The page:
That’s the premise I explore in Mary and the Captain.

The story takes place one year after the close of P&P, when Mary spends a holiday with Jane and Charles Bingley at Netherfield. Of course, Caroline is there, and so is Captain Robert Bingley, the younger Bingley brother, newly returned to England after serving his King and country in far-away lands.

At first, Mary’s shyness prevents her from even conversing with Robert; but when Robert sees an injustice that must be righted, it’s Mary who surprises everyone by volunteering to help him.

But it’s Mary’s love for books and reading that helps her overcome her initial timidity around Robert, and many of their interactions occur in the library at Netherfield.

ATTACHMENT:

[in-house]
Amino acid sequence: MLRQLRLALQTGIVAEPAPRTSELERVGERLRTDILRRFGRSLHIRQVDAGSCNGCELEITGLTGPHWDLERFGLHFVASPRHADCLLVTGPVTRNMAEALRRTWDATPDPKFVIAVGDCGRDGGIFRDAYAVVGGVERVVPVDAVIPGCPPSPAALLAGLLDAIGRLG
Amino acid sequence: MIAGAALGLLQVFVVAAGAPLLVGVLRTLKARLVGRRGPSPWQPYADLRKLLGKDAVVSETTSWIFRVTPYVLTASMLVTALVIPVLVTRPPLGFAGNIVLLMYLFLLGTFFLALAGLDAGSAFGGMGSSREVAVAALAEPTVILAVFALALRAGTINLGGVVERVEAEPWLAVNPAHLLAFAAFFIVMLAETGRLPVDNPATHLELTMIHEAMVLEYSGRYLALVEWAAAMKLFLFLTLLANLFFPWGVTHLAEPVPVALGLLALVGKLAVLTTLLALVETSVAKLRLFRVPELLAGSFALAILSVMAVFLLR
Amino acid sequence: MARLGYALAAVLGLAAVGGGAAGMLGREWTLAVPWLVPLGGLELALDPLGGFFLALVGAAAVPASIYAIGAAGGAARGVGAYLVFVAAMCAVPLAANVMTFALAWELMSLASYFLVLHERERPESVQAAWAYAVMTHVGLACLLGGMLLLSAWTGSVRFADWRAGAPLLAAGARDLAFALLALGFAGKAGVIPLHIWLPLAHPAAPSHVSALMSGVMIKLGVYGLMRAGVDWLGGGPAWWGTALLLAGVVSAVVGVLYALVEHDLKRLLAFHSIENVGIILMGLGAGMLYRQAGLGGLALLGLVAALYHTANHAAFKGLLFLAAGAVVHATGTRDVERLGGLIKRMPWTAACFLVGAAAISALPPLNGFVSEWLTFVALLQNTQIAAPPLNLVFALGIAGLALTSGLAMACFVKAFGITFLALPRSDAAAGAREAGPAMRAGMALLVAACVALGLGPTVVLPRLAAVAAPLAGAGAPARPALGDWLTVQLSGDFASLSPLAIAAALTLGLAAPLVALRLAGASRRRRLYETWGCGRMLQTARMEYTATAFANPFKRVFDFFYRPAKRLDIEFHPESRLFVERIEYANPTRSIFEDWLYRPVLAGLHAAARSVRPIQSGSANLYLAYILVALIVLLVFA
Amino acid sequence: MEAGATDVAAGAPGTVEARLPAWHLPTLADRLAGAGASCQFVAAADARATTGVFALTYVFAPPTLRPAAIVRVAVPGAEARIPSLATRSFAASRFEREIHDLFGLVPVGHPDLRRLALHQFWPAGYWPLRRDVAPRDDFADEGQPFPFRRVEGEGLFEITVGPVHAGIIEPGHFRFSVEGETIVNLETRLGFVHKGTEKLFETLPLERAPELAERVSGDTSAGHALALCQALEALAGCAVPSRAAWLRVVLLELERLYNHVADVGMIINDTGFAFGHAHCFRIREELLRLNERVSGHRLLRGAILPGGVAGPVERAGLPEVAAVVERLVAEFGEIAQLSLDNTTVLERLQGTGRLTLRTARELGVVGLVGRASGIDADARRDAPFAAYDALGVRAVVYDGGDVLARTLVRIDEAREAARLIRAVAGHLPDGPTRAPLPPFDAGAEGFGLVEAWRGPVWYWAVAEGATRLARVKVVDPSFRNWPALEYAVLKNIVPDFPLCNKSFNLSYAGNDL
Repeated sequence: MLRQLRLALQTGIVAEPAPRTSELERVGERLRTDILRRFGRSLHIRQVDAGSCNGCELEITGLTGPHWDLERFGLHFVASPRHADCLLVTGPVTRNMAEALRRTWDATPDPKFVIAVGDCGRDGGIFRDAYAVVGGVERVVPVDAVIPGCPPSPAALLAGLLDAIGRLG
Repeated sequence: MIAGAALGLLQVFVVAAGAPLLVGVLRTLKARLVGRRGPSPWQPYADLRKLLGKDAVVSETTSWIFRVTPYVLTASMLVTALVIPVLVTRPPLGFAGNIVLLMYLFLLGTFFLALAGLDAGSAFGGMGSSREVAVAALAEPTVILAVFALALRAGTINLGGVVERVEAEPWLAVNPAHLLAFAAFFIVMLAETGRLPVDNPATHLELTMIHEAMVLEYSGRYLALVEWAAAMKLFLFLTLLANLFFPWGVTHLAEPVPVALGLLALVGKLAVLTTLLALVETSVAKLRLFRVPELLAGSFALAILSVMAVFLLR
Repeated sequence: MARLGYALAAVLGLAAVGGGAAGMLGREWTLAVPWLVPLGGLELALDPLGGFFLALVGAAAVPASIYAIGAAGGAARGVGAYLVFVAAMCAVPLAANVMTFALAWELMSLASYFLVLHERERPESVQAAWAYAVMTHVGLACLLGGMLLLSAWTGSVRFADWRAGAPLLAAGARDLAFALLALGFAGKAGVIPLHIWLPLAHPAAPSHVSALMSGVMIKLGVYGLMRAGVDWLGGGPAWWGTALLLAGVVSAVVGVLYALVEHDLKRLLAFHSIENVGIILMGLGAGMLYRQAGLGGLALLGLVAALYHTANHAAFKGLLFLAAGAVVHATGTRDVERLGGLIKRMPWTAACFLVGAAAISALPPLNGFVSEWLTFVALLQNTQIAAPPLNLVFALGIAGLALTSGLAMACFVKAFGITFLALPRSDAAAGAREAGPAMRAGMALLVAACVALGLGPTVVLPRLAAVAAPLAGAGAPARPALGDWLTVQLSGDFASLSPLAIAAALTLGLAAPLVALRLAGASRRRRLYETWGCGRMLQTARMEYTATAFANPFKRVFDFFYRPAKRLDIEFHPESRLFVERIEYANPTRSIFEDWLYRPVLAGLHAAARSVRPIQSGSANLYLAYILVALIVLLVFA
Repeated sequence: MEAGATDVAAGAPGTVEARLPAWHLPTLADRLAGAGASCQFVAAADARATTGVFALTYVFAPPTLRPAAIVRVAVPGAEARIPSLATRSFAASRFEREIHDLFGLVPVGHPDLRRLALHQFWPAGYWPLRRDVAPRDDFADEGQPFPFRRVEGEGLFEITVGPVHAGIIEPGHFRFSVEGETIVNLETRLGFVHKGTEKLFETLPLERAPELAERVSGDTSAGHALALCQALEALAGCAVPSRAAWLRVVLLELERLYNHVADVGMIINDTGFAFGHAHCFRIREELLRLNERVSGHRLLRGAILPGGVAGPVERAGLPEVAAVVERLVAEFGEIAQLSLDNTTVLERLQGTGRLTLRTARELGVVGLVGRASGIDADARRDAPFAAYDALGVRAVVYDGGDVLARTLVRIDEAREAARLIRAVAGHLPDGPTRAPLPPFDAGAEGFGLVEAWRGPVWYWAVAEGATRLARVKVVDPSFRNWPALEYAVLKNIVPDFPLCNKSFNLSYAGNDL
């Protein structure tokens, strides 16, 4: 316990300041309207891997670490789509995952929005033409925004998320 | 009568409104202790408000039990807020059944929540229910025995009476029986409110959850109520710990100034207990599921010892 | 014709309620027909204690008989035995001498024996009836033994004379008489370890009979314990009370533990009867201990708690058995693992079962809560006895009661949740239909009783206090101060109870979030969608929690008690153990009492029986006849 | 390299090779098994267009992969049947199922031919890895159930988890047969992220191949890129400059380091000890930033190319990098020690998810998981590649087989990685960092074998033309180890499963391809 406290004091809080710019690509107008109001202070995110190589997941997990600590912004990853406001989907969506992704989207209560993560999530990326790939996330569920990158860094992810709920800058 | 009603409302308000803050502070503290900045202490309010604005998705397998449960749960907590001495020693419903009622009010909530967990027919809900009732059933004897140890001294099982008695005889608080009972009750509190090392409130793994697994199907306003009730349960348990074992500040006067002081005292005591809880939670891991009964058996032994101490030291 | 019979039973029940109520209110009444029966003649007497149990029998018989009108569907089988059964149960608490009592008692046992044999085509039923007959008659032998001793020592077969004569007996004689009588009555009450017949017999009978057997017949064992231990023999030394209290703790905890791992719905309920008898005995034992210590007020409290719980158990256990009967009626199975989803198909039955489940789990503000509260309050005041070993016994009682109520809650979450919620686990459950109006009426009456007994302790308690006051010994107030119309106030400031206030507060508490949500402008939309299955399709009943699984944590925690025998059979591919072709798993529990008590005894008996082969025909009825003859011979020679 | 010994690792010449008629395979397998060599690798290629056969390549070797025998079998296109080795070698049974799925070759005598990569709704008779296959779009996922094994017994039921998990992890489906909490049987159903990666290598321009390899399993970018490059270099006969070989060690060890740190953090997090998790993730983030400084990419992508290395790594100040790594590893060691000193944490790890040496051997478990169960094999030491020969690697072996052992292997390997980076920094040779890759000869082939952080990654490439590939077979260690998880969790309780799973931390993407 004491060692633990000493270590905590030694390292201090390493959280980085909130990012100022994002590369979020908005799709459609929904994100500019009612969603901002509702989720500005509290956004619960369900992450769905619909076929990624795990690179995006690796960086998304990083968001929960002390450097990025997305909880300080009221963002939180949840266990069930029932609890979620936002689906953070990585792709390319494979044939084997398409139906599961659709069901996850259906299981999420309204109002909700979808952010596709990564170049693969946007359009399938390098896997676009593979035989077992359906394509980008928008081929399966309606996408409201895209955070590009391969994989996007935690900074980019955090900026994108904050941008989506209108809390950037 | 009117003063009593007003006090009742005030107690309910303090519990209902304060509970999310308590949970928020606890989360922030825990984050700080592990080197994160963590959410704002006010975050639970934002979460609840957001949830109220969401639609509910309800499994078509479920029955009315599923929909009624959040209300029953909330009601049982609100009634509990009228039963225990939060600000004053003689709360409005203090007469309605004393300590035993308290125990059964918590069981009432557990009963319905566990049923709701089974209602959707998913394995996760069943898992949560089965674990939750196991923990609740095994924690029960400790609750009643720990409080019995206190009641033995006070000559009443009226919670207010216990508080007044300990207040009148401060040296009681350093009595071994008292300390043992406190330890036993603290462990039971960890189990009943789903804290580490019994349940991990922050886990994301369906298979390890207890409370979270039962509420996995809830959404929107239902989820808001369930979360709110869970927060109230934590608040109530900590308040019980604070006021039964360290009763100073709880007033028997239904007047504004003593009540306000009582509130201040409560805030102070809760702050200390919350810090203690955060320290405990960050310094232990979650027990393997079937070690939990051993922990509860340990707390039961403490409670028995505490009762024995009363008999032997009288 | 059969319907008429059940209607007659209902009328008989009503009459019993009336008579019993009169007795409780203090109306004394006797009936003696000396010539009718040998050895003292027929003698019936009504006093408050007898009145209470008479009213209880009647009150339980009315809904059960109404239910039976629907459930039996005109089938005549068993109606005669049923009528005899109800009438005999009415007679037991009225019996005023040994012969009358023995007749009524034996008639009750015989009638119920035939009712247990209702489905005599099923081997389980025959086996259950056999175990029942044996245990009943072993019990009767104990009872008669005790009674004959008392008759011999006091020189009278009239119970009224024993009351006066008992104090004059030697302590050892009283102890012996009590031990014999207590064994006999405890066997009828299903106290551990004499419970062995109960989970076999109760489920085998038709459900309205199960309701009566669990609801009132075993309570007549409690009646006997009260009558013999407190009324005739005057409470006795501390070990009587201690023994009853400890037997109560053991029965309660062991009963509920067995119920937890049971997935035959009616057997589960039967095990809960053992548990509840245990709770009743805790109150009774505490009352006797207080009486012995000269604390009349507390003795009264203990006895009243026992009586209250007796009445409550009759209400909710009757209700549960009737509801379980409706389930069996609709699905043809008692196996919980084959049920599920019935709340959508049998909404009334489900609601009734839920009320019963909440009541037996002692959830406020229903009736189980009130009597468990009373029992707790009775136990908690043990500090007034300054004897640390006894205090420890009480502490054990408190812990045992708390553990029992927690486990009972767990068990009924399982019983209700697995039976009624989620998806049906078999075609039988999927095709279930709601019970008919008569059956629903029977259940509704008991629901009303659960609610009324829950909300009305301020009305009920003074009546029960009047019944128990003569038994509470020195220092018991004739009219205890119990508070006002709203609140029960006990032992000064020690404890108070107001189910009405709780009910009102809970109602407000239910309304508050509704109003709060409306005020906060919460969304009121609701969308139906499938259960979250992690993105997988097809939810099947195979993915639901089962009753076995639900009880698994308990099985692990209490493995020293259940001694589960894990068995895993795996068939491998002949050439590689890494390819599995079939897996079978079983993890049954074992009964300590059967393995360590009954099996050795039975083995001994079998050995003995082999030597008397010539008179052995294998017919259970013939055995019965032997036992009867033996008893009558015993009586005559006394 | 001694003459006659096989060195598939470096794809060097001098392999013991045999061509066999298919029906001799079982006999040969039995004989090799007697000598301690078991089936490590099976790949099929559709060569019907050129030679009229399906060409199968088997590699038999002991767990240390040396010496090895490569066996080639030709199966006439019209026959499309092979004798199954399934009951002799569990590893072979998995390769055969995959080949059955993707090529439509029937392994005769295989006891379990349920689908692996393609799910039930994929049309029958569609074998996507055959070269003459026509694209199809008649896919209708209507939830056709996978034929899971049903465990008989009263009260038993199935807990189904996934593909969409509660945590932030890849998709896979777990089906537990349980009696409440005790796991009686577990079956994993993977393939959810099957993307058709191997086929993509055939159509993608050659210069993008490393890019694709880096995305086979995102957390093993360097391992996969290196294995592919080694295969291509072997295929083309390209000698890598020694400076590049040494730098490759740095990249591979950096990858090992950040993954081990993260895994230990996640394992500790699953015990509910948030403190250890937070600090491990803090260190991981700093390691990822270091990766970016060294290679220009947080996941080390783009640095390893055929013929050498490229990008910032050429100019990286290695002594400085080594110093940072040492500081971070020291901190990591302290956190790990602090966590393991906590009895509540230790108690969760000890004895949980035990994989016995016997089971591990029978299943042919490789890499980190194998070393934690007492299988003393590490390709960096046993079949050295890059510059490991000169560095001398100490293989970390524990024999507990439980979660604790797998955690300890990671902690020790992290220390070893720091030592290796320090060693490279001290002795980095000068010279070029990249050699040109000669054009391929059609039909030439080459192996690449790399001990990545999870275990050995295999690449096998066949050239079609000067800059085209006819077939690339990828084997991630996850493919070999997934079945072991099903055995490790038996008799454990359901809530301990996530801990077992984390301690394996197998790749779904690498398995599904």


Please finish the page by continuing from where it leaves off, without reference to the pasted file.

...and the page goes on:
I chose that setting because:

1. I love libraries

2. It seemed like the one place in the house where Mary would feel most comfortable; and it’s in that setting that Mary first finds herself opening up to Captain Robert Bingley.

An Excerpt

Here’s an excerpt from Mary and the Captain depicting Mary’s first encounter with Robert in the Netherfield library.

* * *

But on this evening she had no time for leisurely reading or exploring the delights of the room; she was on a mission to find a particular book, and she was having a difficult time of it, indeed. She thought she had spied the title on an upper shelf a few days before; and to that end she had wheeled the library ladder along its rail to the location as she remembered it; but in the shadows of the upper shelves, she could not find the book.